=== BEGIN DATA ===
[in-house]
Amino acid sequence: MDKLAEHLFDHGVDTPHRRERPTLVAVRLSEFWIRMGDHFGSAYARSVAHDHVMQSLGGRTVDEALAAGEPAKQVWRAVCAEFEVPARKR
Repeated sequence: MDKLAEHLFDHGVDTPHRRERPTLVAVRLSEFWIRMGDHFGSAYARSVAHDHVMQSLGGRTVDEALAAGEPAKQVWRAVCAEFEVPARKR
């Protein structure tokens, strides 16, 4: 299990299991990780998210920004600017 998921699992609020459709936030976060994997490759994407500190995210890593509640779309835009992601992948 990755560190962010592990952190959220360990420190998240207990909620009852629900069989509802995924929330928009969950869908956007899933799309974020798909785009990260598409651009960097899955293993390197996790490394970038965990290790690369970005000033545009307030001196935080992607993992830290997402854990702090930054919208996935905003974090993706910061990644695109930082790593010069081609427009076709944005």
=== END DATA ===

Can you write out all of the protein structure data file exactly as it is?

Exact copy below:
[in-house]
Amino acid sequence: MDKLAEHLFDHGVDTPHRRERPTLVAVRLSEFWIRMGDHFGSAYARSVAHDHVMQSLGGRTVDEALAAGEPAKQVWRAVCAEFEVPARKR
Repeated sequence: MDKLAEHLFDHGVDTPHRRERPTLVAVRLSEFWIRMGDHFGSAYARSVAHDHVMQSLGGRTVDEALAAGEPAKQVWRAVCAEFEVPARKR
């Protein structure tokens, strides 16, 4: 299990299991990780998210920004600017 998921699992609020459709936030976060994997490759994407500190995210890593509640779309835009992601992948 990755560190962010592990952190959220360990420190998240207990909620009852629900069989509802995924929330928009969950869908956007899933799309974020798909785009990260598409651009960097899955293993390197996790490394970038965990290790690369970005000033545009307030001196935080992607993992830290997402854990702090930054919208996935905003974090993706910061990644695109930082790593010069081609427009076709944005």